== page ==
A D.C. Superior Court jury heard opening arguments yesterday in the insanity trial of a Northwest Washington man whose diary led to his conviction last February for the murder of a local prostitute.

The jury will decide whether Rufus E. Adams, 36, of 704 Third St. NW was legally insane in October 1980, when he killed 24-year-old Alfreda Garner, who lived at 1536 Independence Ave. SE.

Adams' lawyer, W. Gary Kohlman, told the jury his client was a "very severely mentally ill person." Kohlman said he would present evidence, including the testimony of a psychiatrist and a psychologist, that would show Adams was a "paranoid schizophrenic" who believed he was being followed, thought his phone was tapped and that the smoke alarm in his apartment was actually a camera and tape recorder.

But Assistant U.S. Attorney Steve Gordon told the jurors he would present two psychiatrists who would testify that, while Adams may have had some mental problems, he "never lost touch with reality and had the ability to tell right from wrong." Gordon also said there was "substantial evidence that Adams was "faking" insanity during psychiatric tests.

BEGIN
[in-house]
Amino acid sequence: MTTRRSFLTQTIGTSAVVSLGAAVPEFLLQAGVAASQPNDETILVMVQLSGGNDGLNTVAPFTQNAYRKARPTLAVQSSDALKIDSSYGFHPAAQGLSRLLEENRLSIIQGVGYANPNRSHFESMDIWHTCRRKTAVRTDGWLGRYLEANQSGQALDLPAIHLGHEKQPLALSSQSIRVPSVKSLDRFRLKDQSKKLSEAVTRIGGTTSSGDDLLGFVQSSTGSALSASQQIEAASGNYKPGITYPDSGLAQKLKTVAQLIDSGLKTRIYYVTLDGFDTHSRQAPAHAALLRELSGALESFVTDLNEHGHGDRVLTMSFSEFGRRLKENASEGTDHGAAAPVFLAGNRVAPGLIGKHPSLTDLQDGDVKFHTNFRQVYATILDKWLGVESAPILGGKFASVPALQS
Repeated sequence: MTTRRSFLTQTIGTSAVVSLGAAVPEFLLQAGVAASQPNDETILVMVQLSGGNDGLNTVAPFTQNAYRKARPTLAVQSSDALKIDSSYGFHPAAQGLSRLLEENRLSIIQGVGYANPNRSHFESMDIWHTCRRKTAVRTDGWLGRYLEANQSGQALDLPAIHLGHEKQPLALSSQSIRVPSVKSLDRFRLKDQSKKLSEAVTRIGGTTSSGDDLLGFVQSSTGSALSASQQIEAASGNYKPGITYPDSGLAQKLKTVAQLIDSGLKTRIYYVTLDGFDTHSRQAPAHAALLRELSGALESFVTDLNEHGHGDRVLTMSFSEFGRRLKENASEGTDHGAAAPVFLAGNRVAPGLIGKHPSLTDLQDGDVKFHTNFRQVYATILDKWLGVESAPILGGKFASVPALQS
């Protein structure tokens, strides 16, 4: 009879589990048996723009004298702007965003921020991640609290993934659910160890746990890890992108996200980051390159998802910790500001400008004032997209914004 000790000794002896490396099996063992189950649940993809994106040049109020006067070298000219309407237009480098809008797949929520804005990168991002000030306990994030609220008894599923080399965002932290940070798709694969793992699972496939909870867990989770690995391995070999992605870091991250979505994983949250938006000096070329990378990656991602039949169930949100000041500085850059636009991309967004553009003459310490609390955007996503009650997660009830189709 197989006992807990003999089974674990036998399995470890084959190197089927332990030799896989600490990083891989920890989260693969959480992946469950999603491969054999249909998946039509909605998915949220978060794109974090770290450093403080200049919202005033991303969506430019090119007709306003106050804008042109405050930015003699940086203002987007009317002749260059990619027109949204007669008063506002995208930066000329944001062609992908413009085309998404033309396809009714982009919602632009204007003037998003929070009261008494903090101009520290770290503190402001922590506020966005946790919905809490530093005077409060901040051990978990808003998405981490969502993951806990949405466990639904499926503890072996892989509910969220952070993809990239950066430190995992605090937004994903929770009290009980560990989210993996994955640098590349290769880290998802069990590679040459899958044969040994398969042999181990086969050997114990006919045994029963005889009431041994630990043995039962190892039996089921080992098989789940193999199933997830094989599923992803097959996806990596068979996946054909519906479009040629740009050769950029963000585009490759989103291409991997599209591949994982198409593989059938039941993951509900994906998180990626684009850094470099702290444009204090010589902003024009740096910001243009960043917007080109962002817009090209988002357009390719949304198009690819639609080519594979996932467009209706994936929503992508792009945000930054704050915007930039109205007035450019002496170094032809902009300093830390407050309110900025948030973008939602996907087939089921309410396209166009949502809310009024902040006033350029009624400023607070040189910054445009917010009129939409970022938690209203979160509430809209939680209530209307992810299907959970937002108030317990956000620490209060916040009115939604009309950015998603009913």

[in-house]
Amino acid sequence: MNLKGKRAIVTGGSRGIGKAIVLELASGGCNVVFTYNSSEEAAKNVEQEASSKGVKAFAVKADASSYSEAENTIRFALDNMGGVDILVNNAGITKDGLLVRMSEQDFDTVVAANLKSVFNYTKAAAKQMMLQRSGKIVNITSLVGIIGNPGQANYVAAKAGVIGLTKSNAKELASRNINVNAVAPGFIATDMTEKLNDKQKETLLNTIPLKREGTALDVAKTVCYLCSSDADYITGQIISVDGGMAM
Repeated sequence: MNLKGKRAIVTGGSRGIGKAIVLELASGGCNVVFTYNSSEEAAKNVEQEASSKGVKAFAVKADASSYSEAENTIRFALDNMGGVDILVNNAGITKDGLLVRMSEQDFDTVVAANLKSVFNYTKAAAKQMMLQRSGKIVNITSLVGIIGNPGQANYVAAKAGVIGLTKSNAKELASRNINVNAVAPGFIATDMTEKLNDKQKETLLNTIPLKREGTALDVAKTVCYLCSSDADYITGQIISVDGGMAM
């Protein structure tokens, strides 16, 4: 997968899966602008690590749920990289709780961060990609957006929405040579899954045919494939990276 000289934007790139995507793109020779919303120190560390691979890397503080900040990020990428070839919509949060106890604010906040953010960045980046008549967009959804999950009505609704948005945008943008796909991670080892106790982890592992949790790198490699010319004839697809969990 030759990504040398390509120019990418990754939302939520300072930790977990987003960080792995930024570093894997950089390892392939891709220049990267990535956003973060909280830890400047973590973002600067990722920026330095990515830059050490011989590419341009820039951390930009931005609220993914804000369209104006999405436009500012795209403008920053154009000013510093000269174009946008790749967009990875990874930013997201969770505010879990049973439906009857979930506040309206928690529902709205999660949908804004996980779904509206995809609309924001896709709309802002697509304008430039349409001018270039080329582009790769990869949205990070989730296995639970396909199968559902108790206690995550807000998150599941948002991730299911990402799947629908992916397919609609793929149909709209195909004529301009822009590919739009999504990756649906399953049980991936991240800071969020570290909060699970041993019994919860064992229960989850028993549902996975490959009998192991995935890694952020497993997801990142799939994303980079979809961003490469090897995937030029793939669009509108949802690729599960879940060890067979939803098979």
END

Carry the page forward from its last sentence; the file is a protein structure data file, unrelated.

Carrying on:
Adams faces a minimum prison sentence of 20 years to life if the jury decides he was not suffering from a mental disease or defect which made it impossible for him to control his actions or understand that what he was doing was wrong.

If the jury, which is the same one that found him guilty in February, decides he was suffering from such mental problems, then Adams would be committed to St. Elizabeths Hospital, from which he could be released at any time.